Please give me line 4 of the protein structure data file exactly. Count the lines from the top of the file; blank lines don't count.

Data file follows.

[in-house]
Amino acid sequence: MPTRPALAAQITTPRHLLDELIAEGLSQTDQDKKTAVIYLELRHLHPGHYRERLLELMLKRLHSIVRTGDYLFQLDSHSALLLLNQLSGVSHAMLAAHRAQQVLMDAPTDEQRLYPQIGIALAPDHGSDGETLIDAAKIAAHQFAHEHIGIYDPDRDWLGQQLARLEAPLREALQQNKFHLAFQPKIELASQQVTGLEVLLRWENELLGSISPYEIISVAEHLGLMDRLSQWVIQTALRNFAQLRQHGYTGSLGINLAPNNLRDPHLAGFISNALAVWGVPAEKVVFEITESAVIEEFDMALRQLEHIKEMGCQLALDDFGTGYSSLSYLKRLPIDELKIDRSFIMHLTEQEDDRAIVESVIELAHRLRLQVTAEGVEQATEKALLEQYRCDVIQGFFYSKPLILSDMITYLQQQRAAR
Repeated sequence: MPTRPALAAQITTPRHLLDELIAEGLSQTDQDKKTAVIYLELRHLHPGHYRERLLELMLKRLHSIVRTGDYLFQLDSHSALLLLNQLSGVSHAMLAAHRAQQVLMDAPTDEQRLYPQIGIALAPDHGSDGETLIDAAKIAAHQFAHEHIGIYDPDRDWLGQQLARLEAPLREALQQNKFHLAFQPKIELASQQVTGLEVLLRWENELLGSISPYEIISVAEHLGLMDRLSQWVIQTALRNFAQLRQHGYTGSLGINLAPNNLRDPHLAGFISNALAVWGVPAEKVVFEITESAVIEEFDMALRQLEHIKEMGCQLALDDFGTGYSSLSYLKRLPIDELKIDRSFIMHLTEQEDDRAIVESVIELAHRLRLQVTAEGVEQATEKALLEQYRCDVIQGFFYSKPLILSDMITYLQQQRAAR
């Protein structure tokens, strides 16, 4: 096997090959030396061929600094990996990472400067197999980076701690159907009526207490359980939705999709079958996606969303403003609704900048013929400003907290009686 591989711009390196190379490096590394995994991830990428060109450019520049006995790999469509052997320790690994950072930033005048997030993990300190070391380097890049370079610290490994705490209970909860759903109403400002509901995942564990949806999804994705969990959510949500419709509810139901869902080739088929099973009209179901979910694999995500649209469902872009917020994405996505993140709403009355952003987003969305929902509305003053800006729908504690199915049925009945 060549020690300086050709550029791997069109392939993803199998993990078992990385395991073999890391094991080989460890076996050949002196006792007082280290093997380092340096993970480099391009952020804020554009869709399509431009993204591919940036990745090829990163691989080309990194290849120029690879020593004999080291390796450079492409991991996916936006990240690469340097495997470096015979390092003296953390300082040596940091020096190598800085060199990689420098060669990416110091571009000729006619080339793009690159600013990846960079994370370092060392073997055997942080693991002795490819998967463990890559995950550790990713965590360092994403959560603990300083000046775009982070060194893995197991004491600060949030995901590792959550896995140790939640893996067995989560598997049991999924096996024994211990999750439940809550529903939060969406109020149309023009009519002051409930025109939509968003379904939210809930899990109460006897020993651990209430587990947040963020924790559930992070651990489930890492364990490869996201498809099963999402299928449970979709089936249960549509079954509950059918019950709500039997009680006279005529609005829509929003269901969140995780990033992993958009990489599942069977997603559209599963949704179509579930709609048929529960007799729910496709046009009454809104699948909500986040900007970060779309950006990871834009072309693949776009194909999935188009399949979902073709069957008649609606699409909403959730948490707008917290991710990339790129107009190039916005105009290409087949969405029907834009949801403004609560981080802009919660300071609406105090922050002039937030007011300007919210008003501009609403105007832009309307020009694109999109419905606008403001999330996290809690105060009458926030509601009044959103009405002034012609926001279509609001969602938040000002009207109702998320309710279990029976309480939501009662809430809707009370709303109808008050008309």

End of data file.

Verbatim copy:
């Protein structure tokens, strides 16, 4: 096997090959030396061929600094990996990472400067197999980076701690159907009526207490359980939705999709079958996606969303403003609704900048013929400003907290009686 591989711009390196190379490096590394995994991830990428060109450019520049006995790999469509052997320790690994950072930033005048997030993990300190070391380097890049370079610290490994705490209970909860759903109403400002509901995942564990949806999804994705969990959510949500419709509810139901869902080739088929099973009209179901979910694999995500649209469902872009917020994405996505993140709403009355952003987003969305929902509305003053800006729908504690199915049925009945 060549020690300086050709550029791997069109392939993803199998993990078992990385395991073999890391094991080989460890076996050949002196006792007082280290093997380092340096993970480099391009952020804020554009869709399509431009993204591919940036990745090829990163691989080309990194290849120029690879020593004999080291390796450079492409991991996916936006990240690469340097495997470096015979390092003296953390300082040596940091020096190598800085060199990689420098060669990416110091571009000729006619080339793009690159600013990846960079994370370092060392073997055997942080693991002795490819998967463990890559995950550790990713965590360092994403959560603990300083000046775009982070060194893995197991004491600060949030995901590792959550896995140790939640893996067995989560598997049991999924096996024994211990999750439940809550529903939060969406109020149309023009009519002051409930025109939509968003379904939210809930899990109460006897020993651990209430587990947040963020924790559930992070651990489930890492364990490869996201498809099963999402299928449970979709089936249960549509079954509950059918019950709500039997009680006279005529609005829509929003269901969140995780990033992993958009990489599942069977997603559209599963949704179509579930709609048929529960007799729910496709046009009454809104699948909500986040900007970060779309950006990871834009072309693949776009194909999935188009399949979902073709069957008649609606699409909403959730948490707008917290991710990339790129107009190039916005105009290409087949969405029907834009949801403004609560981080802009919660300071609406105090922050002039937030007011300007919210008003501009609403105007832009309307020009694109999109419905606008403001999330996290809690105060009458926030509601009044959103009405002034012609926001279509609001969602938040000002009207109702998320309710279990029976309480939501009662809430809707009370709303109808008050008309």